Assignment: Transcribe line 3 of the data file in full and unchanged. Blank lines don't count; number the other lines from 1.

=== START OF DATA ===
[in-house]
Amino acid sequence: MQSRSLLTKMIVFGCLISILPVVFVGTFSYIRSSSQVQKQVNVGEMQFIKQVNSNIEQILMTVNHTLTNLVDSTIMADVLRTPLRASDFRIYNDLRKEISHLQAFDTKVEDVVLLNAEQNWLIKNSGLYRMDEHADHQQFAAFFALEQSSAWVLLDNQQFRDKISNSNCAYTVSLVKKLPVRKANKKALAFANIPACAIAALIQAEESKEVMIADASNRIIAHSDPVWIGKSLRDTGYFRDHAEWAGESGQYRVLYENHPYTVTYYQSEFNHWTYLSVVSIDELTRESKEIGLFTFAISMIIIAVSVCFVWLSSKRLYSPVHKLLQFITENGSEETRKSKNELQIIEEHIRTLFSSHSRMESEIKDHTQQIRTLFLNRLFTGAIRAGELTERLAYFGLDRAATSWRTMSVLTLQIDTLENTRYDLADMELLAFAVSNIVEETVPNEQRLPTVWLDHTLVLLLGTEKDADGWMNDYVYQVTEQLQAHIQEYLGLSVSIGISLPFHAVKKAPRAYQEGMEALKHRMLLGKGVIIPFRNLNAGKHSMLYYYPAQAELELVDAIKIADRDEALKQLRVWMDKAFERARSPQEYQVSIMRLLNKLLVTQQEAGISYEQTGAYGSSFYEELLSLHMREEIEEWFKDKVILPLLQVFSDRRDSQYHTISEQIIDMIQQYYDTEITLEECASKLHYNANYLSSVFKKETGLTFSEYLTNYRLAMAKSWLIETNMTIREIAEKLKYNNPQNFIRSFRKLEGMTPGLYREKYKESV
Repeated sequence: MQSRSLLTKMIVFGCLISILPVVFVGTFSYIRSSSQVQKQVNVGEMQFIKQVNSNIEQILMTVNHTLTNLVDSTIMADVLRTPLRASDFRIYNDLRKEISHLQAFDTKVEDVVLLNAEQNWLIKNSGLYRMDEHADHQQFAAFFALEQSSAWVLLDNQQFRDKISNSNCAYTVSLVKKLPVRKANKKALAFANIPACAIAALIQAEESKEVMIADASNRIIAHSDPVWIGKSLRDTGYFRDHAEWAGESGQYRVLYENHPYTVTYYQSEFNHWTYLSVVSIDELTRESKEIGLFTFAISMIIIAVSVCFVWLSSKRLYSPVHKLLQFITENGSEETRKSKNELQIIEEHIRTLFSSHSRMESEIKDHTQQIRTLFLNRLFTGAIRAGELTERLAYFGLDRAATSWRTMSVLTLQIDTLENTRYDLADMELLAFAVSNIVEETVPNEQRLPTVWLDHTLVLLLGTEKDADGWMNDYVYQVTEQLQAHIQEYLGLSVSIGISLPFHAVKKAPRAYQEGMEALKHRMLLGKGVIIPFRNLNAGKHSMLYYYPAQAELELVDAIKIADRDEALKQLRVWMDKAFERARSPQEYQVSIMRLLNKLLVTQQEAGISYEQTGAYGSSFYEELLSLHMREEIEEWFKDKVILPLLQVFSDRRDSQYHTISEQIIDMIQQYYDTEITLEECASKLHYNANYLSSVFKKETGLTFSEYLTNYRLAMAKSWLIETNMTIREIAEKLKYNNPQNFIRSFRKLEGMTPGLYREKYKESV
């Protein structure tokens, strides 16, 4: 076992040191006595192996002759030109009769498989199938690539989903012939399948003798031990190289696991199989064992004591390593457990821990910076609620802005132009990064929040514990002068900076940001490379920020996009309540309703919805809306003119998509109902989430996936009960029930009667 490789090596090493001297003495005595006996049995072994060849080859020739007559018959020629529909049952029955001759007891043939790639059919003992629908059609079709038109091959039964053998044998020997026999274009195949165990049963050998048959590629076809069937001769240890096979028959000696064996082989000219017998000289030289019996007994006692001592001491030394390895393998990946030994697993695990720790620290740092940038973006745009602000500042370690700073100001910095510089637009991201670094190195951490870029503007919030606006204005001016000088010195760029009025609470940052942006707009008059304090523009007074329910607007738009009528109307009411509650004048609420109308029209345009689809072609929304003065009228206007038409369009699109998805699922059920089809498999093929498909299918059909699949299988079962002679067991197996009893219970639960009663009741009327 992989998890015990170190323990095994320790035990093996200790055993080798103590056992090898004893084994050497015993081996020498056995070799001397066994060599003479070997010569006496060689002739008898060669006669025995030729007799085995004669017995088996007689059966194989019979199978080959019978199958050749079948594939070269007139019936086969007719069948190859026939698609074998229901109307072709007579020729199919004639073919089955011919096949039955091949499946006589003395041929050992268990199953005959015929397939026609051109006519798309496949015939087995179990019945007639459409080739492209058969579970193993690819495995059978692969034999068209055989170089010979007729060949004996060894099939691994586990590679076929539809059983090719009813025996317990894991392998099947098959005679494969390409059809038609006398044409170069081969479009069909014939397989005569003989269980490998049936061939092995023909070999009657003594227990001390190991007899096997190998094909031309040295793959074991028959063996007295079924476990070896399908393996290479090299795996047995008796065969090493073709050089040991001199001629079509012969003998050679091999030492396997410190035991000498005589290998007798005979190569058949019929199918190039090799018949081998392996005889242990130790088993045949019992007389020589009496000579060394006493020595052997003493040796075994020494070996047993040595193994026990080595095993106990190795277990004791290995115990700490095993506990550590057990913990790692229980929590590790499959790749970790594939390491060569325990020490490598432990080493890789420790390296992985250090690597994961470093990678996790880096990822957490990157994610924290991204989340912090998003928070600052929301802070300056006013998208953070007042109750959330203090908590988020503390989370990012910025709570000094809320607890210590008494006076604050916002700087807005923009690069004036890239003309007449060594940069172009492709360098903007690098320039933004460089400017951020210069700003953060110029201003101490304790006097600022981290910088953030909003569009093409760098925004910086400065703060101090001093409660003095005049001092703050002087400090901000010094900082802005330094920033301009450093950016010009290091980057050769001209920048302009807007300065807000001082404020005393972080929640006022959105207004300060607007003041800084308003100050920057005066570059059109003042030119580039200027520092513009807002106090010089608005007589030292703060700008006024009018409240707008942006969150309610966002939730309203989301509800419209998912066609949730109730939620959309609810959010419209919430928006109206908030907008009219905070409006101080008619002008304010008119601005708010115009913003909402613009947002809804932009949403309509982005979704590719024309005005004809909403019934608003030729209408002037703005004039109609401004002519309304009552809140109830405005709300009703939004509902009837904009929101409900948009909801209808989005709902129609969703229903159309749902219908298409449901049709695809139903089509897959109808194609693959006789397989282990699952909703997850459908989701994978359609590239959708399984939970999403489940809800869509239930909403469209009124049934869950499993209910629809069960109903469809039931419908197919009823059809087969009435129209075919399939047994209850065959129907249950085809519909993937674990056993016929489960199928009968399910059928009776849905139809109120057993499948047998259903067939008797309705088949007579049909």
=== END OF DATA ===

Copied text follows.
Repeated sequence: MQSRSLLTKMIVFGCLISILPVVFVGTFSYIRSSSQVQKQVNVGEMQFIKQVNSNIEQILMTVNHTLTNLVDSTIMADVLRTPLRASDFRIYNDLRKEISHLQAFDTKVEDVVLLNAEQNWLIKNSGLYRMDEHADHQQFAAFFALEQSSAWVLLDNQQFRDKISNSNCAYTVSLVKKLPVRKANKKALAFANIPACAIAALIQAEESKEVMIADASNRIIAHSDPVWIGKSLRDTGYFRDHAEWAGESGQYRVLYENHPYTVTYYQSEFNHWTYLSVVSIDELTRESKEIGLFTFAISMIIIAVSVCFVWLSSKRLYSPVHKLLQFITENGSEETRKSKNELQIIEEHIRTLFSSHSRMESEIKDHTQQIRTLFLNRLFTGAIRAGELTERLAYFGLDRAATSWRTMSVLTLQIDTLENTRYDLADMELLAFAVSNIVEETVPNEQRLPTVWLDHTLVLLLGTEKDADGWMNDYVYQVTEQLQAHIQEYLGLSVSIGISLPFHAVKKAPRAYQEGMEALKHRMLLGKGVIIPFRNLNAGKHSMLYYYPAQAELELVDAIKIADRDEALKQLRVWMDKAFERARSPQEYQVSIMRLLNKLLVTQQEAGISYEQTGAYGSSFYEELLSLHMREEIEEWFKDKVILPLLQVFSDRRDSQYHTISEQIIDMIQQYYDTEITLEECASKLHYNANYLSSVFKKETGLTFSEYLTNYRLAMAKSWLIETNMTIREIAEKLKYNNPQNFIRSFRKLEGMTPGLYREKYKESV